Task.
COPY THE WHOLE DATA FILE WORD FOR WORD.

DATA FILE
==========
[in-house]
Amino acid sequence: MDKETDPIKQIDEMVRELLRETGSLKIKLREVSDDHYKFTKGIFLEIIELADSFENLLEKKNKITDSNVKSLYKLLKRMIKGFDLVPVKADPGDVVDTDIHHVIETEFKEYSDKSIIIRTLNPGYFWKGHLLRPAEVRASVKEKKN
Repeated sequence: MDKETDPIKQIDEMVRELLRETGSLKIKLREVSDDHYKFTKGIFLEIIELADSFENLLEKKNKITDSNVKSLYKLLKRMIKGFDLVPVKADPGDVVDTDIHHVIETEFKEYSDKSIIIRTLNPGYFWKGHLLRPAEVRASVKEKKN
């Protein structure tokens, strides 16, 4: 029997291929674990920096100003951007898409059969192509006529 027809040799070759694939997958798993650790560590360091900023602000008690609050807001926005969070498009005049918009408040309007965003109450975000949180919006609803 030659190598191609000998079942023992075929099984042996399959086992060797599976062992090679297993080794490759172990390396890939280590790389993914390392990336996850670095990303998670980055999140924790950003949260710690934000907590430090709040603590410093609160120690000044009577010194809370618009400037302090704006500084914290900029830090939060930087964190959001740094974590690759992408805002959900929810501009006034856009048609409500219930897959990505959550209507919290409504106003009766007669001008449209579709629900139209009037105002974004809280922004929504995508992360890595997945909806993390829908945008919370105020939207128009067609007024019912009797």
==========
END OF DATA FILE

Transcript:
[in-house]
Amino acid sequence: MDKETDPIKQIDEMVRELLRETGSLKIKLREVSDDHYKFTKGIFLEIIELADSFENLLEKKNKITDSNVKSLYKLLKRMIKGFDLVPVKADPGDVVDTDIHHVIETEFKEYSDKSIIIRTLNPGYFWKGHLLRPAEVRASVKEKKN
Repeated sequence: MDKETDPIKQIDEMVRELLRETGSLKIKLREVSDDHYKFTKGIFLEIIELADSFENLLEKKNKITDSNVKSLYKLLKRMIKGFDLVPVKADPGDVVDTDIHHVIETEFKEYSDKSIIIRTLNPGYFWKGHLLRPAEVRASVKEKKN
């Protein structure tokens, strides 16, 4: 029997291929674990920096100003951007898409059969192509006529 027809040799070759694939997958798993650790560590360091900023602000008690609050807001926005969070498009005049918009408040309007965003109450975000949180919006609803 030659190598191609000998079942023992075929099984042996399959086992060797599976062992090679297993080794490759172990390396890939280590790389993914390392990336996850670095990303998670980055999140924790950003949260710690934000907590430090709040603590410093609160120690000044009577010194809370618009400037302090704006500084914290900029830090939060930087964190959001740094974590690759992408805002959900929810501009006034856009048609409500219930897959990505959550209507919290409504106003009766007669001008449209579709629900139209009037105002974004809280922004929504995508992360890595997945909806993390829908945008919370105020939207128009067609007024019912009797």